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. Last Updated: 07/27/2016

Sea Launch Makes Success Of 4th Blast-Off Attempt

LONG BEACH, California -- A Russian-Ukrainian rocket blasted off Friday from a floating platform on the equatorial Pacific in the Sea Launch venture's first mission since a $100 million satellite was lost during a failed liftoff last March.

The Zenit-3SL rocket took off on schedule from a converted oil rig about 2,250 kilometers southeast of Hawaii. Nearly two hours later, officials confirmed success after acquiring a signal from the satellite.

"The big news here is that Sea Launch is back," said Will Trafton, president of the international venture ICO Global Communications, which includes partners from Russia, Ukraine and the United States.

Mission controllers and other workers cheered in Russian and English at the company's home port in Long Beach and on a command ship 5.5 kilometers from the floating launch platform.

Sea Launch's fourth liftoff was critical for the young firm. In March, an ICO satellite was destroyed when a second-stage valve failed to close because of a software problem.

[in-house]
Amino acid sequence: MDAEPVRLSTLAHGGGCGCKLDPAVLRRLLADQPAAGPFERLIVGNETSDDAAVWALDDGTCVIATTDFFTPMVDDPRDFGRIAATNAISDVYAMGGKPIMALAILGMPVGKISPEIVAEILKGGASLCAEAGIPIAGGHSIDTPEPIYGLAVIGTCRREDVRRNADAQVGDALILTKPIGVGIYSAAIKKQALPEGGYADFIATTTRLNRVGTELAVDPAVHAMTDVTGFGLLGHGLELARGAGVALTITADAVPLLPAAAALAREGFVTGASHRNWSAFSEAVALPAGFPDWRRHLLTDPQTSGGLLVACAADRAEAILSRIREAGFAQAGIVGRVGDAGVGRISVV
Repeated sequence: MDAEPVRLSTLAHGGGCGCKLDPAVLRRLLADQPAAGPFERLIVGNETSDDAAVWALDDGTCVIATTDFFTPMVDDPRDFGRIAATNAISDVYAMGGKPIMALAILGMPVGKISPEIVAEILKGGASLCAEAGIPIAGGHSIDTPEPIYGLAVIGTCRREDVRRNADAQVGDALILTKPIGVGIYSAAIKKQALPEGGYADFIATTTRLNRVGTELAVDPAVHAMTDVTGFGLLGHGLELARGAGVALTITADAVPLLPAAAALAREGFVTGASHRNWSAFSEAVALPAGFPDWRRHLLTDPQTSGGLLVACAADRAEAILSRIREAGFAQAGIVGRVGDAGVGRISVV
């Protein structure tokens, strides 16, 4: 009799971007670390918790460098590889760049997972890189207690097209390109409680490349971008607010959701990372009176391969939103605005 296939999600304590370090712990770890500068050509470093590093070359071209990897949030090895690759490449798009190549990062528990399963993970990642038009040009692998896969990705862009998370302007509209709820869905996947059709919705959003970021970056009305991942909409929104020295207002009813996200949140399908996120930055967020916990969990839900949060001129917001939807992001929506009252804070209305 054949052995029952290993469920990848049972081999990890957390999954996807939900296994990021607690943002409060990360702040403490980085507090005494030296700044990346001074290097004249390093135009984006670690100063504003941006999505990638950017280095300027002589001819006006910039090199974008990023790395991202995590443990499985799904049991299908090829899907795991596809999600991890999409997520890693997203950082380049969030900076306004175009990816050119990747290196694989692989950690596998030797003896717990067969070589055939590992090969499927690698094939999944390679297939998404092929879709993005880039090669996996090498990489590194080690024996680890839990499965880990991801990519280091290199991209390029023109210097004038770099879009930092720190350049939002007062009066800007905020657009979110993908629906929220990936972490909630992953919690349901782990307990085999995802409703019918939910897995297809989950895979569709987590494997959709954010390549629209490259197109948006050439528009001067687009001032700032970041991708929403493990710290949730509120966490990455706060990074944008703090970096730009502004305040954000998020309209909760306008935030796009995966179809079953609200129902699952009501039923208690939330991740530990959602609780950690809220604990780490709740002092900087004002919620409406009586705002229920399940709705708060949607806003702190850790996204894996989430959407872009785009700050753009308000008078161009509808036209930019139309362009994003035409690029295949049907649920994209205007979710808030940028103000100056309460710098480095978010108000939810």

With three out of four successful launches, the company said its customers will be offered better insurance rates and gain more confidence in the system.

Sea Launch's rocket lofted PanAmSat Corp.'s PAS-9 communications satellite into an elliptical transfer orbit. Once in final geostationary orbit at an altitude of 37,800 kilometers, its coverage range will extend from California's Napa Valley to the Falkland Islands and across the Atlantic to Berlin.

Launches at the equator allow a rocket to carry more weight to a higher orbit than from other latitudes. And because the platform is surrounded by the ocean, there is little chance of anything falling on populated areas.